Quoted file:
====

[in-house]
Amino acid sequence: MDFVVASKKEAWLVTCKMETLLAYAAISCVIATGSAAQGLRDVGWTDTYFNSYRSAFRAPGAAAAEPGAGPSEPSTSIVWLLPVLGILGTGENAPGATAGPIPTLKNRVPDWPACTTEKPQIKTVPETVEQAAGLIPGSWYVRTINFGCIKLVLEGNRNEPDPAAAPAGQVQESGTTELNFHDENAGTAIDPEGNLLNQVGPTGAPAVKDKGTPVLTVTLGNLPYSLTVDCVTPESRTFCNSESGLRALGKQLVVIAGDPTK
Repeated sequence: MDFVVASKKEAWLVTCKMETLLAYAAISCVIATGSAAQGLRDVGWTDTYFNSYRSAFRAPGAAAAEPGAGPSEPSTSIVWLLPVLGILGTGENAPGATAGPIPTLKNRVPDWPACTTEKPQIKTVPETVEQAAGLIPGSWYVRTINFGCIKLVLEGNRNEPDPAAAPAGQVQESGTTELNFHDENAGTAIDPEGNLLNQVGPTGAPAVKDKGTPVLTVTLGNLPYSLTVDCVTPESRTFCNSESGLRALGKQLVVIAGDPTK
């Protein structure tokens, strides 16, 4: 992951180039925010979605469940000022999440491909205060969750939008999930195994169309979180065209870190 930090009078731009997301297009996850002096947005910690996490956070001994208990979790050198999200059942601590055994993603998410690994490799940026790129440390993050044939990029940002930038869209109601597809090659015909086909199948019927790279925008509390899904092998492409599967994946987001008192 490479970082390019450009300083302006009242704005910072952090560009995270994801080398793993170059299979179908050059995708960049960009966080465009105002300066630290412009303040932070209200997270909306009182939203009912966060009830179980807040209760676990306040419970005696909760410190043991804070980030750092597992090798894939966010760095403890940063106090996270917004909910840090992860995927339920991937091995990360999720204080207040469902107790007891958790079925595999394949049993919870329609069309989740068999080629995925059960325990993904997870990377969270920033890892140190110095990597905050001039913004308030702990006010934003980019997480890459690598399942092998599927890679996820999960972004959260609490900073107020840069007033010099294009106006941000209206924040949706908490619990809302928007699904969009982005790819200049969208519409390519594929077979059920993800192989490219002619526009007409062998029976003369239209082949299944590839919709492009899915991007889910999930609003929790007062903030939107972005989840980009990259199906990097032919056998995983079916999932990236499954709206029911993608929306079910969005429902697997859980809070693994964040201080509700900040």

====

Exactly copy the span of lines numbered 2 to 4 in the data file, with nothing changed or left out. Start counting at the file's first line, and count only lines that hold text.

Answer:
Amino acid sequence: MDFVVASKKEAWLVTCKMETLLAYAAISCVIATGSAAQGLRDVGWTDTYFNSYRSAFRAPGAAAAEPGAGPSEPSTSIVWLLPVLGILGTGENAPGATAGPIPTLKNRVPDWPACTTEKPQIKTVPETVEQAAGLIPGSWYVRTINFGCIKLVLEGNRNEPDPAAAPAGQVQESGTTELNFHDENAGTAIDPEGNLLNQVGPTGAPAVKDKGTPVLTVTLGNLPYSLTVDCVTPESRTFCNSESGLRALGKQLVVIAGDPTK
Repeated sequence: MDFVVASKKEAWLVTCKMETLLAYAAISCVIATGSAAQGLRDVGWTDTYFNSYRSAFRAPGAAAAEPGAGPSEPSTSIVWLLPVLGILGTGENAPGATAGPIPTLKNRVPDWPACTTEKPQIKTVPETVEQAAGLIPGSWYVRTINFGCIKLVLEGNRNEPDPAAAPAGQVQESGTTELNFHDENAGTAIDPEGNLLNQVGPTGAPAVKDKGTPVLTVTLGNLPYSLTVDCVTPESRTFCNSESGLRALGKQLVVIAGDPTK
């Protein structure tokens, strides 16, 4: 992951180039925010979605469940000022999440491909205060969750939008999930195994169309979180065209870190 930090009078731009997301297009996850002096947005910690996490956070001994208990979790050198999200059942601590055994993603998410690994490799940026790129440390993050044939990029940002930038869209109601597809090659015909086909199948019927790279925008509390899904092998492409599967994946987001008192 490479970082390019450009300083302006009242704005910072952090560009995270994801080398793993170059299979179908050059995708960049960009966080465009105002300066630290412009303040932070209200997270909306009182939203009912966060009830179980807040209760676990306040419970005696909760410190043991804070980030750092597992090798894939966010760095403890940063106090996270917004909910840090992860995927339920991937091995990360999720204080207040469902107790007891958790079925595999394949049993919870329609069309989740068999080629995925059960325990993904997870990377969270920033890892140190110095990597905050001039913004308030702990006010934003980019997480890459690598399942092998599927890679996820999960972004959260609490900073107020840069007033010099294009106006941000209206924040949706908490619990809302928007699904969009982005790819200049969208519409390519594929077979059920993800192989490219002619526009007409062998029976003369239209082949299944590839919709492009899915991007889910999930609003929790007062903030939107972005989840980009990259199906990097032919056998995983079916999932990236499954709206029911993608929306079910969005429902697997859980809070693994964040201080509700900040």